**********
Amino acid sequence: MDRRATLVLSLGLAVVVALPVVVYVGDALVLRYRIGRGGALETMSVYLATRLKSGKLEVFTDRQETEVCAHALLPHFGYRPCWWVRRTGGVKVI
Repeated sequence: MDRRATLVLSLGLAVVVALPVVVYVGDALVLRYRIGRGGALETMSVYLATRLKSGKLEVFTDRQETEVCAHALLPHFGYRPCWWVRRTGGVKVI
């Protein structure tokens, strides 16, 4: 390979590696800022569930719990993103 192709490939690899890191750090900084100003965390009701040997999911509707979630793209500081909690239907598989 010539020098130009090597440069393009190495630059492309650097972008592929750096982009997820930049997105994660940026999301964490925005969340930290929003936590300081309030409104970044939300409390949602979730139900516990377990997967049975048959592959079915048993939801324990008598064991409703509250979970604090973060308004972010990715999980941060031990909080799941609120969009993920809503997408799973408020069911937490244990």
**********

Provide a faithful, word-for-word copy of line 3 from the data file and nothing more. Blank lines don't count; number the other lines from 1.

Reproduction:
């Protein structure tokens, strides 16, 4: 390979590696800022569930719990993103 192709490939690899890191750090900084100003965390009701040997999911509707979630793209500081909690239907598989 010539020098130009090597440069393009190495630059492309650097972008592929750096982009997820930049997105994660940026999301964490925005969340930290929003936590300081309030409104970044939300409390949602979730139900516990377990997967049975048959592959079915048993939801324990008598064991409703509250979970604090973060308004972010990715999980941060031990909080799941609120969009993920809503997408799973408020069911937490244990």